Media Advisory, May 2, 2023
Wendy Park, Center for Biological Diversity, (510) 844-7138, email@example.com
D.C. Federal Appeals Court to Hear Arguments Wednesday Challenging Oil Train Approval
WASHINGTON― A federal appeals court panel will hear arguments Wednesday in a lawsuit filed by conservation groups challenging the U.S. Surface Transportation Board’s approval of the proposed Uinta Basin Railway. The railway, which could facilitate the quadrupling of oil extraction in northeast Utah’s Uinta Basin, would move crude from Utah through Colorado to Gulf Coast refineries.
What: Oral arguments on a petition for review of the Surface Transportation Board’s approval of the Uinta Basin Railway
When: 9:30 a.m. ET, Wednesday, May 3
Where: U.S. Court of Appeals, D.C. Circuit, E. Barrett Prettyman U.S. Courthouse, 333 Constitution Ave. NW, Washington, DC 20001. The hearing will also be livestreamed.
Who: The Center for Biological Diversity will be represented by attorney Wendy Park. She will be available for interviews after the hearing. Also available will be Nate Hunt, representing Eagle County, Colo., which filed a similar challenge to be considered by the court at the same time.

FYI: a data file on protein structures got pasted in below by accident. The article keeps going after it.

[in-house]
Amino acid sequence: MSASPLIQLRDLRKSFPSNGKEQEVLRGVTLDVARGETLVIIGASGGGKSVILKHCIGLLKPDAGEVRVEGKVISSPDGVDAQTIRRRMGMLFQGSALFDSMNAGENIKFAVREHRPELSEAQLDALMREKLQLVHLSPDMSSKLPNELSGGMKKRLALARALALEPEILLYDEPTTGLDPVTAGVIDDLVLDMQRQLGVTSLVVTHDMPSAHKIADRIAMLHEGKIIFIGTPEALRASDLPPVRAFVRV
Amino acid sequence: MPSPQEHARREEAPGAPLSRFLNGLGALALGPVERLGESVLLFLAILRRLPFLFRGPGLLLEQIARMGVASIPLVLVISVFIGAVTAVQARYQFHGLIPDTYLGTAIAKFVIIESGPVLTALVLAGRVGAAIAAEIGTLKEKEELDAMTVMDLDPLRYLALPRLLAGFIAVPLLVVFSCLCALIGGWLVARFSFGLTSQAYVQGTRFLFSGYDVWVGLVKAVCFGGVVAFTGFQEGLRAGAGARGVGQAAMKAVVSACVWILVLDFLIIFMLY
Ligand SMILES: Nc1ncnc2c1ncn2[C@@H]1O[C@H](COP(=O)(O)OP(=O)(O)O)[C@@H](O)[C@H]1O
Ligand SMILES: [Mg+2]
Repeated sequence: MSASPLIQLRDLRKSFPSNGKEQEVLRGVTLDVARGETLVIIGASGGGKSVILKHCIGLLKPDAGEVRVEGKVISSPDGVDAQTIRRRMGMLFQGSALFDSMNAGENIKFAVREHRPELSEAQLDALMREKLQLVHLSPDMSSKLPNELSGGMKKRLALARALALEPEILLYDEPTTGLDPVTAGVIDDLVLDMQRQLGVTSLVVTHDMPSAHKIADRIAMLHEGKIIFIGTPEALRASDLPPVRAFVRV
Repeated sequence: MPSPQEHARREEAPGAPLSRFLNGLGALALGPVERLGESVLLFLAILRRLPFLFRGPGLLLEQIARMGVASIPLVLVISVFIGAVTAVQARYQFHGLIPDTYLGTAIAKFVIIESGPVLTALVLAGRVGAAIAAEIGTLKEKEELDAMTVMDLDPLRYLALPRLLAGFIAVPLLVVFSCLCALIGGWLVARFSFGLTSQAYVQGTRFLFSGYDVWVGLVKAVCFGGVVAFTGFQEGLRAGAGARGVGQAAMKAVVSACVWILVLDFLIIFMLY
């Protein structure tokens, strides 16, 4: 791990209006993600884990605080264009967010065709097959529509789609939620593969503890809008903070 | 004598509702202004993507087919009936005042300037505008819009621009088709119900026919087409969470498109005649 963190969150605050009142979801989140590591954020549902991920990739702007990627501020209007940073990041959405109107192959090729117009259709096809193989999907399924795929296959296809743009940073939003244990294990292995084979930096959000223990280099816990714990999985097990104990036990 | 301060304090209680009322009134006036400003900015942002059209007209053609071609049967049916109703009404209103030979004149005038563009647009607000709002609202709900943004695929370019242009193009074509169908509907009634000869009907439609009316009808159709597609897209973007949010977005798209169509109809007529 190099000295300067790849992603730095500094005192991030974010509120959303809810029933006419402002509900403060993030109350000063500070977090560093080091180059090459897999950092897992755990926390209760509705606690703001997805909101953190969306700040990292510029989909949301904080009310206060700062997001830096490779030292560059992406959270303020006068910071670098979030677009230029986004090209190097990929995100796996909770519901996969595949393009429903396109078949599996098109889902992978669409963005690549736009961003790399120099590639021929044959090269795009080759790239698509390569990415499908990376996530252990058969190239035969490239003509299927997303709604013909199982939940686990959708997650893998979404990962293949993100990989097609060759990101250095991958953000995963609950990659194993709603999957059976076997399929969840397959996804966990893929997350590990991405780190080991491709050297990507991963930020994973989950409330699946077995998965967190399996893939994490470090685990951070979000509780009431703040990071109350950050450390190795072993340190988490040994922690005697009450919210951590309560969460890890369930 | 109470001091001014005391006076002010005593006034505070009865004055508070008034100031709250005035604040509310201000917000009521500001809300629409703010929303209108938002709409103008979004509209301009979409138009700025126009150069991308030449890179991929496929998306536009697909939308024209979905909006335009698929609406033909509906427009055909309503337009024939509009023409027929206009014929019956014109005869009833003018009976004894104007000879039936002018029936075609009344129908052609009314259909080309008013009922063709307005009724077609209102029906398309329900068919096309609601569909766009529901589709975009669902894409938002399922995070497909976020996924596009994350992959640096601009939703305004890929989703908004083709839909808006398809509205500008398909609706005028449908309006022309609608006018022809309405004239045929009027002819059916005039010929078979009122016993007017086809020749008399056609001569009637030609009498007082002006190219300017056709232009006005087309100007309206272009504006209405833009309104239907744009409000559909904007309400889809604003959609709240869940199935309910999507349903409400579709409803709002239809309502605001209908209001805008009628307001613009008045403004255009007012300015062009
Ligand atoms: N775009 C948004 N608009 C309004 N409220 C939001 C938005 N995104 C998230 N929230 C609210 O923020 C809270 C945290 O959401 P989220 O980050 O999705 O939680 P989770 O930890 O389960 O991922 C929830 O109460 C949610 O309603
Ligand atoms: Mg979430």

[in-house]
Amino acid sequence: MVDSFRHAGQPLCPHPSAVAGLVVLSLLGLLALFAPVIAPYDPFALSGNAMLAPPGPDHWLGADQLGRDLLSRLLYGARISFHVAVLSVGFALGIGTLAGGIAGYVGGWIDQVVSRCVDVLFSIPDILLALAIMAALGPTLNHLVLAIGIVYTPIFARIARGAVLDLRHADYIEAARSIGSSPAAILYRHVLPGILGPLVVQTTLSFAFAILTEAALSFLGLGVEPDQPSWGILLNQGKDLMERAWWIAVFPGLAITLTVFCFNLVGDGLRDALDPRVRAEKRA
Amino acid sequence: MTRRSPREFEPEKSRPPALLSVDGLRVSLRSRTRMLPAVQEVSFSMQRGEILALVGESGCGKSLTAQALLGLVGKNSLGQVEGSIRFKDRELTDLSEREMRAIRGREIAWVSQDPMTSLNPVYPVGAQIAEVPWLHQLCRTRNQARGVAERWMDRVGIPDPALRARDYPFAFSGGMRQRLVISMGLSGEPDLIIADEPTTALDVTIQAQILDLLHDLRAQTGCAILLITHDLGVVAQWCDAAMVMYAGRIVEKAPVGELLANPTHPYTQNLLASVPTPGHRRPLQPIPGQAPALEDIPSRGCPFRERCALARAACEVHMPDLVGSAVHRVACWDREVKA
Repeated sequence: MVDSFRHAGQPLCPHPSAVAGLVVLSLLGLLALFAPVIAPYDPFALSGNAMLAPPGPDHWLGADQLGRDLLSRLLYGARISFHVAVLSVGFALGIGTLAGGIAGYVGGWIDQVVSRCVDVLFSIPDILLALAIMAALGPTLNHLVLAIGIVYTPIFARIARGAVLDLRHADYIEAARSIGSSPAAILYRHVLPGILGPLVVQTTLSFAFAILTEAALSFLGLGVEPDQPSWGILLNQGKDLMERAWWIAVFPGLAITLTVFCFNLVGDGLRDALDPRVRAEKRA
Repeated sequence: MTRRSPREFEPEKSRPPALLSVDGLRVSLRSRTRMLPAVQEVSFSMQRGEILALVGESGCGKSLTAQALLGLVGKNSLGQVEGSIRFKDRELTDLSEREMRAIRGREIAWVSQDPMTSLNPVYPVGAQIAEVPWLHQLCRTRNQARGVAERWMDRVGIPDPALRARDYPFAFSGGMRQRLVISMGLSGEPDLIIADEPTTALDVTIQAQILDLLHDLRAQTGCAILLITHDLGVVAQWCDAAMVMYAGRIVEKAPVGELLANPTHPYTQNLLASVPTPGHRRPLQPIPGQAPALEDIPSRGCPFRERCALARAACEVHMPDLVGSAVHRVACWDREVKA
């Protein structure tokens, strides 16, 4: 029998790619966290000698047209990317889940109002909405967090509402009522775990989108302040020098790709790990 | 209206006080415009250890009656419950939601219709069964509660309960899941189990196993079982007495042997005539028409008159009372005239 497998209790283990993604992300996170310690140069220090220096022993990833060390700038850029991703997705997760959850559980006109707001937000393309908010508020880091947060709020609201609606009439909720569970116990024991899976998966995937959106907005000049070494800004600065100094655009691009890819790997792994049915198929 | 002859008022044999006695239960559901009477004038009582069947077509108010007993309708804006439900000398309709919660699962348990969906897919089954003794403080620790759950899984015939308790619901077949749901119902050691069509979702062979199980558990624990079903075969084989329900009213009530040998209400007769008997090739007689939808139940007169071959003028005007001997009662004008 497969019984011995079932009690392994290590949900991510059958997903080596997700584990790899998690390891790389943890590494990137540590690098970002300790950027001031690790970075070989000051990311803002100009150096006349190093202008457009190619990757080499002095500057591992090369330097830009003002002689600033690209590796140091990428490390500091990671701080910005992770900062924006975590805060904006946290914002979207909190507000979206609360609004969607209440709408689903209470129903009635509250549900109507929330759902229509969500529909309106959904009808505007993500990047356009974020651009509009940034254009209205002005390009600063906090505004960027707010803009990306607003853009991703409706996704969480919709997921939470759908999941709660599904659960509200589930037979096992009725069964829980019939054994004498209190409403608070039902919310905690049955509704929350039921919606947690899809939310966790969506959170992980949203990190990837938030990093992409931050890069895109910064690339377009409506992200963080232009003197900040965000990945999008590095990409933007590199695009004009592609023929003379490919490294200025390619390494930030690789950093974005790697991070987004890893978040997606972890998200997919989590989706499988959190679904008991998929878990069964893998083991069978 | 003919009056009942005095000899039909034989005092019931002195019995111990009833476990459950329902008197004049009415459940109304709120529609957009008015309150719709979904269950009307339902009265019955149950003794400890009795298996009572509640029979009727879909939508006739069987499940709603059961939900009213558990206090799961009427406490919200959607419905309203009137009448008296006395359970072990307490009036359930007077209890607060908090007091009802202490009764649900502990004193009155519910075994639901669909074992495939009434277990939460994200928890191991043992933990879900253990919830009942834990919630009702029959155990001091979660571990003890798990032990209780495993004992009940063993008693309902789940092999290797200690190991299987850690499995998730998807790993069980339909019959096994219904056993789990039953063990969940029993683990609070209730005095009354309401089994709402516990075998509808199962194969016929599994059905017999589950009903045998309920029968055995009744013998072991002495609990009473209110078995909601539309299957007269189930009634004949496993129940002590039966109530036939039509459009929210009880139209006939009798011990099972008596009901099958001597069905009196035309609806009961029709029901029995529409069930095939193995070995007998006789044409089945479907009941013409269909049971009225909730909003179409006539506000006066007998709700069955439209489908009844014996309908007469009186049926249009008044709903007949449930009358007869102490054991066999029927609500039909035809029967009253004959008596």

In February 2022 conservation groups sued the Surface Transportation Board to challenge its approval of the oil railway. The lawsuit says the board violated the National Environmental Policy Act by failing to consider that the proposed railway will spur increased oil production in the Uinta Basin — estimated at an additional 14.7 million gallons a day — and carry up to five two-mile-long oil trains daily through the Colorado Rockies to the Gulf Coast.
The board also ignored the fact that the railway would increase oil consumption, adding 53 million tons of carbon dioxide per year to the atmosphere.
Nearly all the railway through Ashley National Forest in Utah would be on public lands protected by the roadless area conservation rule. The oil trains would increase the risk of fires and oil spills along the route through Colorado, including the vulnerable Colorado River corridor. Ramped-up fossil fuel production in the Uinta Basin would likely increase smog in western Colorado.
The Center for Biological Diversity is a national, nonprofit conservation organization with more than 1.7 million members and online activists dedicated to the protection of endangered species and wild places.